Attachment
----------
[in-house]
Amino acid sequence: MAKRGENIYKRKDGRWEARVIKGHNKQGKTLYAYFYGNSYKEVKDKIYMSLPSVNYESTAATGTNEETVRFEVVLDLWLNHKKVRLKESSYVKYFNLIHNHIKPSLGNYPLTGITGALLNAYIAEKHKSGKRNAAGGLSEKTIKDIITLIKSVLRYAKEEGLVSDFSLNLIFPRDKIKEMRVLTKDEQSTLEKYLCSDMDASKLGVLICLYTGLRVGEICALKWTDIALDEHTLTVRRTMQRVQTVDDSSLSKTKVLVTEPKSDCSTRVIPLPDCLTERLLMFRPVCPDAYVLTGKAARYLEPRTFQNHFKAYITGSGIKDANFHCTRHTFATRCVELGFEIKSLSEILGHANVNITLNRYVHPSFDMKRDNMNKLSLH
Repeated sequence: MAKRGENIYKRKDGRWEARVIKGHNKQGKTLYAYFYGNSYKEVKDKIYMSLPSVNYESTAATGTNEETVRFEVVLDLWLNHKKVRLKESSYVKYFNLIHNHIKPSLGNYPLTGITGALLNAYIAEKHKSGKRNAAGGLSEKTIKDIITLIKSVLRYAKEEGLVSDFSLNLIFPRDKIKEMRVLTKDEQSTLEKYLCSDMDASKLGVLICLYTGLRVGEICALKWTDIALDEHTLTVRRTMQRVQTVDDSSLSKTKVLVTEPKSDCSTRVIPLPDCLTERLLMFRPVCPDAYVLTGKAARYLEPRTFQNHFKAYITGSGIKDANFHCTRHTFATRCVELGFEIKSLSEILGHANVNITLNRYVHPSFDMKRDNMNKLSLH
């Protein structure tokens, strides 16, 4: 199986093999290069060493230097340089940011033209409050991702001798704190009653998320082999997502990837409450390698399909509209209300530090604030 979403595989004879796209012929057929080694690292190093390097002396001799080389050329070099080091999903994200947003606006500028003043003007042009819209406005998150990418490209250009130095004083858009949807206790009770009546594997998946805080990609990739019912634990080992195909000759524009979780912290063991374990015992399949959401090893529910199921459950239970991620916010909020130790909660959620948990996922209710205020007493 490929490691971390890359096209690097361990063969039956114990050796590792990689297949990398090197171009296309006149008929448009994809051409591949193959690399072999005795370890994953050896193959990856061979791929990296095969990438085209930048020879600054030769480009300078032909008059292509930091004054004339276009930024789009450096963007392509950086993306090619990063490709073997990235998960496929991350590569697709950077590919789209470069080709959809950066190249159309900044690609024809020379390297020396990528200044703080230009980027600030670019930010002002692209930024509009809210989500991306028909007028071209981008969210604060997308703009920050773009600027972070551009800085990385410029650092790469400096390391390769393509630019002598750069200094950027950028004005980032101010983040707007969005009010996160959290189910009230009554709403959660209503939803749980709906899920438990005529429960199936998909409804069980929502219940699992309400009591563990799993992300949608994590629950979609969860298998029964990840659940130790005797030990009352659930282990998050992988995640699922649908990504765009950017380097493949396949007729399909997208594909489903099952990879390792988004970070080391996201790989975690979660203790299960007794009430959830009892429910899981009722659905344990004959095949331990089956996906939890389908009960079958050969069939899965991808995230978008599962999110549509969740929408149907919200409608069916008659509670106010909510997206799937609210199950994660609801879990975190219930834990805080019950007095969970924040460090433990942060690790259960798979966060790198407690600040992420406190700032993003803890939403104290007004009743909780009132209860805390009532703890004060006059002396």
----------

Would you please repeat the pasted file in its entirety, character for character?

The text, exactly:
[in-house]
Amino acid sequence: MAKRGENIYKRKDGRWEARVIKGHNKQGKTLYAYFYGNSYKEVKDKIYMSLPSVNYESTAATGTNEETVRFEVVLDLWLNHKKVRLKESSYVKYFNLIHNHIKPSLGNYPLTGITGALLNAYIAEKHKSGKRNAAGGLSEKTIKDIITLIKSVLRYAKEEGLVSDFSLNLIFPRDKIKEMRVLTKDEQSTLEKYLCSDMDASKLGVLICLYTGLRVGEICALKWTDIALDEHTLTVRRTMQRVQTVDDSSLSKTKVLVTEPKSDCSTRVIPLPDCLTERLLMFRPVCPDAYVLTGKAARYLEPRTFQNHFKAYITGSGIKDANFHCTRHTFATRCVELGFEIKSLSEILGHANVNITLNRYVHPSFDMKRDNMNKLSLH
Repeated sequence: MAKRGENIYKRKDGRWEARVIKGHNKQGKTLYAYFYGNSYKEVKDKIYMSLPSVNYESTAATGTNEETVRFEVVLDLWLNHKKVRLKESSYVKYFNLIHNHIKPSLGNYPLTGITGALLNAYIAEKHKSGKRNAAGGLSEKTIKDIITLIKSVLRYAKEEGLVSDFSLNLIFPRDKIKEMRVLTKDEQSTLEKYLCSDMDASKLGVLICLYTGLRVGEICALKWTDIALDEHTLTVRRTMQRVQTVDDSSLSKTKVLVTEPKSDCSTRVIPLPDCLTERLLMFRPVCPDAYVLTGKAARYLEPRTFQNHFKAYITGSGIKDANFHCTRHTFATRCVELGFEIKSLSEILGHANVNITLNRYVHPSFDMKRDNMNKLSLH
């Protein structure tokens, strides 16, 4: 199986093999290069060493230097340089940011033209409050991702001798704190009653998320082999997502990837409450390698399909509209209300530090604030 979403595989004879796209012929057929080694690292190093390097002396001799080389050329070099080091999903994200947003606006500028003043003007042009819209406005998150990418490209250009130095004083858009949807206790009770009546594997998946805080990609990739019912634990080992195909000759524009979780912290063991374990015992399949959401090893529910199921459950239970991620916010909020130790909660959620948990996922209710205020007493 490929490691971390890359096209690097361990063969039956114990050796590792990689297949990398090197171009296309006149008929448009994809051409591949193959690399072999005795370890994953050896193959990856061979791929990296095969990438085209930048020879600054030769480009300078032909008059292509930091004054004339276009930024789009450096963007392509950086993306090619990063490709073997990235998960496929991350590569697709950077590919789209470069080709959809950066190249159309900044690609024809020379390297020396990528200044703080230009980027600030670019930010002002692209930024509009809210989500991306028909007028071209981008969210604060997308703009920050773009600027972070551009800085990385410029650092790469400096390391390769393509630019002598750069200094950027950028004005980032101010983040707007969005009010996160959290189910009230009554709403959660209503939803749980709906899920438990005529429960199936998909409804069980929502219940699992309400009591563990799993992300949608994590629950979609969860298998029964990840659940130790005797030990009352659930282990998050992988995640699922649908990504765009950017380097493949396949007729399909997208594909489903099952990879390792988004970070080391996201790989975690979660203790299960007794009430959830009892429910899981009722659905344990004959095949331990089956996906939890389908009960079958050969069939899965991808995230978008599962999110549509969740929408149907919200409608069916008659509670106010909510997206799937609210199950994660609801879990975190219930834990805080019950007095969970924040460090433990942060690790259960798979966060790198407690600040992420406190700032993003803890939403104290007004009743909780009132209860805390009532703890004060006059002396």